17. A biological study establishing the endotoxin limit of biomaterials for bone regeneration in cranial and femoral implantation of rats.

    Science.gov (United States)

    Haishima, Yuji; Hasegawa, Chie; Todoki, Kazuo; Sasaki, Kazuo; Niimi, Shingo; Ozono, Satoru

    2017-08-01

    The purpose of this study was to accurately quantify the risk of endotoxin contamination in biomaterials for bone regeneration in order to establish the acceptable endotoxin limit. Collagen sheets containing varying amounts of purified endotoxin from Escherichia coli and dried, heat-killed E. coli or Staphylococcus aureus cells were implanted into cranial or femoral defects in rats. These defects were artificially prepared to a size of 5 × 5 mm or a diameter of 1 mm, respectively. The degree of osteoanagenesis was assessed by soft X-ray radiography and histopathology at 1 and 4 weeks after implantation. The collagen sheet containing the dried E. coli cells showed a dose-dependent delay in cranial and/or femoral osteoanagenesis at endotoxin activities of more than 33.6 EU/mg, at which no inflammatory response was observed. In contrast, no such observation occurred with the collagen sheet containing S. aureus cells. These results suggest that endotoxins may affect the process of osteoanagenesis. Additionally, the no-observed-adverse-effect level was 9.6 EU/mg, corresponding to 255 EU/kg body weight in rats. Interestingly, no delay in osteoanagenesis was induced by the implantation of collagen sheets containing purified endotoxin at any dose tested. This suggested that pure endotoxin implanted into tissues having poor circulation of bodily fluids without bleeding may not be recognized as a foreign substance and may not induce a significant biological response. © 2016 Wiley Periodicals, Inc. J Biomed Mater Res Part B: Appl Biomater, 105B: 1514-1524, 2017. © 2016 Wiley Periodicals, Inc.

  18. Characterization of wavefront errors in mouse cranial bone using second-harmonic generation

    Science.gov (United States)

    Tehrani, Kayvan Forouhesh; Kner, Peter; Mortensen, Luke J.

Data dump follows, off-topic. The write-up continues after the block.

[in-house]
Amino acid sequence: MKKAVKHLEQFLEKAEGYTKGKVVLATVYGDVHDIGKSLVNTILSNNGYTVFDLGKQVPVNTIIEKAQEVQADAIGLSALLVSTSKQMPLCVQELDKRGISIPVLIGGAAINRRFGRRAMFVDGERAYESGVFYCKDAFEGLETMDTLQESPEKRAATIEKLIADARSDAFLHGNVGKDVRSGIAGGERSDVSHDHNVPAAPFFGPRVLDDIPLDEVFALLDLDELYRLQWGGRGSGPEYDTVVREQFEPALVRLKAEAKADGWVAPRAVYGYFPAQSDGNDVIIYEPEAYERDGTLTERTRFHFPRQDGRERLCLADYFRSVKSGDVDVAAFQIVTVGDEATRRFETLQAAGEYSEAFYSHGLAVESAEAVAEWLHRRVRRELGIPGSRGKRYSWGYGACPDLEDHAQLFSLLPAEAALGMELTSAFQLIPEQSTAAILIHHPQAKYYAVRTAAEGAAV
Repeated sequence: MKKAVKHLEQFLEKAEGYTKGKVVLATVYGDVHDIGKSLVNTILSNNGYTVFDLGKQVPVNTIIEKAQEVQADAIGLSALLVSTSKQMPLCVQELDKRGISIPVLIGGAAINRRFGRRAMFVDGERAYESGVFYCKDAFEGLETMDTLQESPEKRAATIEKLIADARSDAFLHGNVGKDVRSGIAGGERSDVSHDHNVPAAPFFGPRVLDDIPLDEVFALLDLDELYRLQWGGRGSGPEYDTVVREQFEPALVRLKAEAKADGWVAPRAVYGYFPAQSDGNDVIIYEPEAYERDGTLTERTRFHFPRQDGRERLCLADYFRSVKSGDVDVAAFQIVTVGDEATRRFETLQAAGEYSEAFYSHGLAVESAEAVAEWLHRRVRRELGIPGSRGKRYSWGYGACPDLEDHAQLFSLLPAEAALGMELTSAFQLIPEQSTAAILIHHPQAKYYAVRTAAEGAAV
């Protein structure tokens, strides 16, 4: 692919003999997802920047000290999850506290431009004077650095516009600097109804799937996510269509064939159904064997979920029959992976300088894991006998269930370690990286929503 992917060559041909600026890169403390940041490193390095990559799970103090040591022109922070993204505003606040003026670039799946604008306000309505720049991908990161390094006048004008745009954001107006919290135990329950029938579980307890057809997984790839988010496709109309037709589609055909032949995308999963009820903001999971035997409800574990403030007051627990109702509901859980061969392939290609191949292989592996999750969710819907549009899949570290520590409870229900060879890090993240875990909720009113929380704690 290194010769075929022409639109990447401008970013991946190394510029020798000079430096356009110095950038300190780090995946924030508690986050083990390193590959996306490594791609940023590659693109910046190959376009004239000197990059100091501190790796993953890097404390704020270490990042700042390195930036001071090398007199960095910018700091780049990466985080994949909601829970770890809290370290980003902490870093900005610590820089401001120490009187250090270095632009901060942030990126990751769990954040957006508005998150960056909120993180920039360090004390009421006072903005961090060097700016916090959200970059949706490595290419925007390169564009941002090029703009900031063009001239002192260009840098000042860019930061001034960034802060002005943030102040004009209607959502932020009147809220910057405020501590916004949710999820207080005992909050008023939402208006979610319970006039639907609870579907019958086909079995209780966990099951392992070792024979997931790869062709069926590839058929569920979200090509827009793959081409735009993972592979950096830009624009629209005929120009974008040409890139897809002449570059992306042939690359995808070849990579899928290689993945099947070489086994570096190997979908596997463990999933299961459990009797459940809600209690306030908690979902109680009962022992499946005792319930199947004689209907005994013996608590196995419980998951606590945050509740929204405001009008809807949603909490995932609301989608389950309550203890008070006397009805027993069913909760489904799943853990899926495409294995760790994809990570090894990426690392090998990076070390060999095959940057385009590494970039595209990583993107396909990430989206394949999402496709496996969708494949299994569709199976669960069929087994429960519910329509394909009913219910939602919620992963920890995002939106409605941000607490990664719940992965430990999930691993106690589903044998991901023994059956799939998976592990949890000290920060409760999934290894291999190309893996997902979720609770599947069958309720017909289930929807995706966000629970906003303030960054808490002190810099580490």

2017-03-01

    Optical aberrations significantly affect the resolution and signal-to-noise ratio of deep tissue microscopy. As multiphoton microscopy is applied deeper into tissue, the loss of resolution and signal due to propagation of light in a medium with heterogeneous refractive index becomes more serious. Efforts in imaging through the intact skull of mice cannot typically reach past the bone marrow (˜150 μm of depth) and have limited resolution and penetration depth. Mechanical bone thinning or optical ablation of bone enables deeper imaging, but these methods are highly invasive and may impact tissue biology. Adaptive optics is a promising noninvasive alternative for restoring optical resolution. We characterize the aberrations present in bone using second-harmonic generation imaging of collagen. We simulate light propagation through highly scattering bone and evaluate the effect of aberrations on the point spread function. We then calculate the wavefront and expand it in Zernike orthogonal polynomials to determine the strength of different optical aberrations. We further compare the corrected wavefront and the residual wavefront error, and suggest a correction element with high number of elements or multiconjugate wavefront correction for this highly scattering environment.

  19. [Tricaicium phosphate complex pre-loaded with bone morphogenetic protein-2 or platelet derived growth factor-BB for repairing critical-size cranial defects in SD rats].

    Science.gov (United States)

    He, Rui-Xuan; Xiao, Jian-Bin; Song, Bing; Huang, Zhi-Hui; Zhao, Liang

    2016-03-01

    To observe the effect of a new biomaterial in promoting the bone regeneration for repairing critical-size cranial defects in SD rats. Critical-size cranial defects were induced in 3-month-old male Sprague-Dawley rats and repaired with the implants of calcium phosphate from growth factor enhanced matrix 21 (CaPfromGEM21, control), CaPfromGEM21 preloaded with 10 ng bone morphogenetic protein-2 (BMP-2), CaPfromGEM21 preloaded with 100 ng BMP-2, CaPfromGEM21 preloaded with 0.3 µg platelet-derived growth factor-BB (PDGF-BB), or CaPfromGEM21 preloaded with 3 µg PDGF-BB. The defects were examined 6 weeks after the surgery with X-ray, micro-CT, HE staining and quantitative assessments. X-ray showed defect repair in all the groups. The fracture line became obscure, and the defects were almost fully repaired by the regenerated bone tissues in PDGF-BB group. Micro-CT demonstarted new bone formation in the defects. The new bone volume was significantly greater in PDGF-BB groups than in BMP-2 groups (PBB group than in the control group (PBB has good biocompatibility and can better promote bone regeneration for repairing bone defects.